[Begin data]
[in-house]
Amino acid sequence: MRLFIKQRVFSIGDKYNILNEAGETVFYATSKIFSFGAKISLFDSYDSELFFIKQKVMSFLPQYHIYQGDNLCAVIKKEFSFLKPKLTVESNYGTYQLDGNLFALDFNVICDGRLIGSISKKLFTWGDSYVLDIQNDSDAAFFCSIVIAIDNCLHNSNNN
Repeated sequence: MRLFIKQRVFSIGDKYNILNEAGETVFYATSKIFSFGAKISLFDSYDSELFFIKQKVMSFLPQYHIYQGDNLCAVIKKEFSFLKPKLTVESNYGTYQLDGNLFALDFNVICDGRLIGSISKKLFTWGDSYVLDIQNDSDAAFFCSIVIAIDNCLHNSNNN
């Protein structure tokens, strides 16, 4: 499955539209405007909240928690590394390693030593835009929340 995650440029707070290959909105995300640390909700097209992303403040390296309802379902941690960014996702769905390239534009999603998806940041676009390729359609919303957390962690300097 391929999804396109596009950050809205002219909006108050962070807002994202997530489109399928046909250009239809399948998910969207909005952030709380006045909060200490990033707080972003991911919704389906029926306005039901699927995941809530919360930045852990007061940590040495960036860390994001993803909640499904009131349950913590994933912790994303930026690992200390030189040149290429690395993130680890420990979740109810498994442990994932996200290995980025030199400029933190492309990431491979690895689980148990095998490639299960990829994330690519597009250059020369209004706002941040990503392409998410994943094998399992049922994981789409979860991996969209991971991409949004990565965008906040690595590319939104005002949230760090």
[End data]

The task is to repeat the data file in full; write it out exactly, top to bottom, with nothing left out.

[in-house]
Amino acid sequence: MRLFIKQRVFSIGDKYNILNEAGETVFYATSKIFSFGAKISLFDSYDSELFFIKQKVMSFLPQYHIYQGDNLCAVIKKEFSFLKPKLTVESNYGTYQLDGNLFALDFNVICDGRLIGSISKKLFTWGDSYVLDIQNDSDAAFFCSIVIAIDNCLHNSNNN
Repeated sequence: MRLFIKQRVFSIGDKYNILNEAGETVFYATSKIFSFGAKISLFDSYDSELFFIKQKVMSFLPQYHIYQGDNLCAVIKKEFSFLKPKLTVESNYGTYQLDGNLFALDFNVICDGRLIGSISKKLFTWGDSYVLDIQNDSDAAFFCSIVIAIDNCLHNSNNN
């Protein structure tokens, strides 16, 4: 499955539209405007909240928690590394390693030593835009929340 995650440029707070290959909105995300640390909700097209992303403040390296309802379902941690960014996702769905390239534009999603998806940041676009390729359609919303957390962690300097 391929999804396109596009950050809205002219909006108050962070807002994202997530489109399928046909250009239809399948998910969207909005952030709380006045909060200490990033707080972003991911919704389906029926306005039901699927995941809530919360930045852990007061940590040495960036860390994001993803909640499904009131349950913590994933912790994303930026690992200390030189040149290429690395993130680890420990979740109810498994442990994932996200290995980025030199400029933190492309990431491979690895689980148990095998490639299960990829994330690519597009250059020369209004706002941040990503392409998410994943094998399992049922994981789409979860991996969209991971991409949004990565965008906040690595590319939104005002949230760090």